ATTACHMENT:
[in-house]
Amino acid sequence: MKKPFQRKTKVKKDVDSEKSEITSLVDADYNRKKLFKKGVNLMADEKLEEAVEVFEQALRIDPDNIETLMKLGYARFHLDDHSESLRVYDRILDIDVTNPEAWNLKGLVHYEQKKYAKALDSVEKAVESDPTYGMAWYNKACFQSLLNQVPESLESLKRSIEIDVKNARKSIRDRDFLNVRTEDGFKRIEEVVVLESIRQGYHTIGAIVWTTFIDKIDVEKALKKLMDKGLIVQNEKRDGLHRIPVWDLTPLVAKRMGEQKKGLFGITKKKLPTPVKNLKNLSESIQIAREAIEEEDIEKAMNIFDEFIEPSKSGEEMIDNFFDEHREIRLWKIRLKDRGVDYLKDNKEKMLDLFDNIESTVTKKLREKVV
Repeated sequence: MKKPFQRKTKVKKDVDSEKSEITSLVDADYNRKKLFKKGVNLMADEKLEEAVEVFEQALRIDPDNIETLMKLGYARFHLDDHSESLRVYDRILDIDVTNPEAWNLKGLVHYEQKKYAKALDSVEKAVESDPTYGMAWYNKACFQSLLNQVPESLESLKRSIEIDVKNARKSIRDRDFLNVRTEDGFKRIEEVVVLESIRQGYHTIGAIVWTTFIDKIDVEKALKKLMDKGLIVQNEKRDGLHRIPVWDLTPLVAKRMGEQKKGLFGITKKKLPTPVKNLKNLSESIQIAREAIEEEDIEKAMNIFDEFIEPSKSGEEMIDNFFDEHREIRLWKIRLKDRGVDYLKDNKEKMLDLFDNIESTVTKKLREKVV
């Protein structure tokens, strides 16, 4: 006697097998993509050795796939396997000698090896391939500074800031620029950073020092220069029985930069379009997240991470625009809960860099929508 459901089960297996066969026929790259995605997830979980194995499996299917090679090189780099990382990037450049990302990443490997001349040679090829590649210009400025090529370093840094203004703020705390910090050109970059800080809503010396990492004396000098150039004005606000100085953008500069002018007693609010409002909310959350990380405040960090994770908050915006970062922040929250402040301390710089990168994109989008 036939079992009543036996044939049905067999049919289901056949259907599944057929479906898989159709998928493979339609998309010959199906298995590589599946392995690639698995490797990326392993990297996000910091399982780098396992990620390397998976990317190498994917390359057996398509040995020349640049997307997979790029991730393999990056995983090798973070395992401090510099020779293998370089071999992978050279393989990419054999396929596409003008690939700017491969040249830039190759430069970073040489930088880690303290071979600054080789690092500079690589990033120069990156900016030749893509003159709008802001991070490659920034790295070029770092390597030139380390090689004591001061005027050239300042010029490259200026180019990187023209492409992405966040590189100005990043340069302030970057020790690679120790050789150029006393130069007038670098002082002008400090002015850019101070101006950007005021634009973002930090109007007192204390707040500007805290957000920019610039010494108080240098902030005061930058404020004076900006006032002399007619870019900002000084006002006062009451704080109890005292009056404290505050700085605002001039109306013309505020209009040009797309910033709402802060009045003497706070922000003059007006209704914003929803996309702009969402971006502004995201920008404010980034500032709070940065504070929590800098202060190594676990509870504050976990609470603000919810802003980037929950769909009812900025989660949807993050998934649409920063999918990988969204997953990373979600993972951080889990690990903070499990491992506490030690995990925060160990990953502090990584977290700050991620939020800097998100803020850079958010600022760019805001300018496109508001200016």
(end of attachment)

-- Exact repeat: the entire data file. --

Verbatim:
[in-house]
Amino acid sequence: MKKPFQRKTKVKKDVDSEKSEITSLVDADYNRKKLFKKGVNLMADEKLEEAVEVFEQALRIDPDNIETLMKLGYARFHLDDHSESLRVYDRILDIDVTNPEAWNLKGLVHYEQKKYAKALDSVEKAVESDPTYGMAWYNKACFQSLLNQVPESLESLKRSIEIDVKNARKSIRDRDFLNVRTEDGFKRIEEVVVLESIRQGYHTIGAIVWTTFIDKIDVEKALKKLMDKGLIVQNEKRDGLHRIPVWDLTPLVAKRMGEQKKGLFGITKKKLPTPVKNLKNLSESIQIAREAIEEEDIEKAMNIFDEFIEPSKSGEEMIDNFFDEHREIRLWKIRLKDRGVDYLKDNKEKMLDLFDNIESTVTKKLREKVV
Repeated sequence: MKKPFQRKTKVKKDVDSEKSEITSLVDADYNRKKLFKKGVNLMADEKLEEAVEVFEQALRIDPDNIETLMKLGYARFHLDDHSESLRVYDRILDIDVTNPEAWNLKGLVHYEQKKYAKALDSVEKAVESDPTYGMAWYNKACFQSLLNQVPESLESLKRSIEIDVKNARKSIRDRDFLNVRTEDGFKRIEEVVVLESIRQGYHTIGAIVWTTFIDKIDVEKALKKLMDKGLIVQNEKRDGLHRIPVWDLTPLVAKRMGEQKKGLFGITKKKLPTPVKNLKNLSESIQIAREAIEEEDIEKAMNIFDEFIEPSKSGEEMIDNFFDEHREIRLWKIRLKDRGVDYLKDNKEKMLDLFDNIESTVTKKLREKVV
């Protein structure tokens, strides 16, 4: 006697097998993509050795796939396997000698090896391939500074800031620029950073020092220069029985930069379009997240991470625009809960860099929508 459901089960297996066969026929790259995605997830979980194995499996299917090679090189780099990382990037450049990302990443490997001349040679090829590649210009400025090529370093840094203004703020705390910090050109970059800080809503010396990492004396000098150039004005606000100085953008500069002018007693609010409002909310959350990380405040960090994770908050915006970062922040929250402040301390710089990168994109989008 036939079992009543036996044939049905067999049919289901056949259907599944057929479906898989159709998928493979339609998309010959199906298995590589599946392995690639698995490797990326392993990297996000910091399982780098396992990620390397998976990317190498994917390359057996398509040995020349640049997307997979790029991730393999990056995983090798973070395992401090510099020779293998370089071999992978050279393989990419054999396929596409003008690939700017491969040249830039190759430069970073040489930088880690303290071979600054080789690092500079690589990033120069990156900016030749893509003159709008802001991070490659920034790295070029770092390597030139380390090689004591001061005027050239300042010029490259200026180019990187023209492409992405966040590189100005990043340069302030970057020790690679120790050789150029006393130069007038670098002082002008400090002015850019101070101006950007005021634009973002930090109007007192204390707040500007805290957000920019610039010494108080240098902030005061930058404020004076900006006032002399007619870019900002000084006002006062009451704080109890005292009056404290505050700085605002001039109306013309505020209009040009797309910033709402802060009045003497706070922000003059007006209704914003929803996309702009969402971006502004995201920008404010980034500032709070940065504070929590800098202060190594676990509870504050976990609470603000919810802003980037929950769909009812900025989660949807993050998934649409920063999918990988969204997953990373979600993972951080889990690990903070499990491992506490030690995990925060160990990953502090990584977290700050991620939020800097998100803020850079958010600022760019805001300018496109508001200016």